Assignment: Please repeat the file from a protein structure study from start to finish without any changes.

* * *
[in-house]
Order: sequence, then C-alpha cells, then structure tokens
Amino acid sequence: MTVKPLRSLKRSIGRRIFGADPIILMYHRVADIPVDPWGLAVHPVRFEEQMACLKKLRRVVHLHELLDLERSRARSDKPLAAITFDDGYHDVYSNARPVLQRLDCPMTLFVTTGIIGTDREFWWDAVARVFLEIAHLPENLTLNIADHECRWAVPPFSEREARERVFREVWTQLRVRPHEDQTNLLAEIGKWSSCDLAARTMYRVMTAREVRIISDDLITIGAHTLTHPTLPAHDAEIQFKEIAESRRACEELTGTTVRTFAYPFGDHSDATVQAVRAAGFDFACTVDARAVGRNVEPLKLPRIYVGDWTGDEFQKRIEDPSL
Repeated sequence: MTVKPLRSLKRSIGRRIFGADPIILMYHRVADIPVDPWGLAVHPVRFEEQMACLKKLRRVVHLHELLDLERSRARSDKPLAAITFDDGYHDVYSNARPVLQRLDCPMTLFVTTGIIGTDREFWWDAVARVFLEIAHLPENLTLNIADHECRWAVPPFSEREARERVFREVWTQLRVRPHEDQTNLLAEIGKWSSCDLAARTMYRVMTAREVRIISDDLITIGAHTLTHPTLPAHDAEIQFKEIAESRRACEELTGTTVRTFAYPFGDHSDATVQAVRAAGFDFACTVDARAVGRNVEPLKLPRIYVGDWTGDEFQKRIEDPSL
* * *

[in-house]
Order: sequence, then C-alpha cells, then structure tokens
Amino acid sequence: MTVKPLRSLKRSIGRRIFGADPIILMYHRVADIPVDPWGLAVHPVRFEEQMACLKKLRRVVHLHELLDLERSRARSDKPLAAITFDDGYHDVYSNARPVLQRLDCPMTLFVTTGIIGTDREFWWDAVARVFLEIAHLPENLTLNIADHECRWAVPPFSEREARERVFREVWTQLRVRPHEDQTNLLAEIGKWSSCDLAARTMYRVMTAREVRIISDDLITIGAHTLTHPTLPAHDAEIQFKEIAESRRACEELTGTTVRTFAYPFGDHSDATVQAVRAAGFDFACTVDARAVGRNVEPLKLPRIYVGDWTGDEFQKRIEDPSL
Repeated sequence: MTVKPLRSLKRSIGRRIFGADPIILMYHRVADIPVDPWGLAVHPVRFEEQMACLKKLRRVVHLHELLDLERSRARSDKPLAAITFDDGYHDVYSNARPVLQRLDCPMTLFVTTGIIGTDREFWWDAVARVFLEIAHLPENLTLNIADHECRWAVPPFSEREARERVFREVWTQLRVRPHEDQTNLLAEIGKWSSCDLAARTMYRVMTAREVRIISDDLITIGAHTLTHPTLPAHDAEIQFKEIAESRRACEELTGTTVRTFAYPFGDHSDATVQAVRAAGFDFACTVDARAVGRNVEPLKLPRIYVGDWTGDEFQKRIEDPSL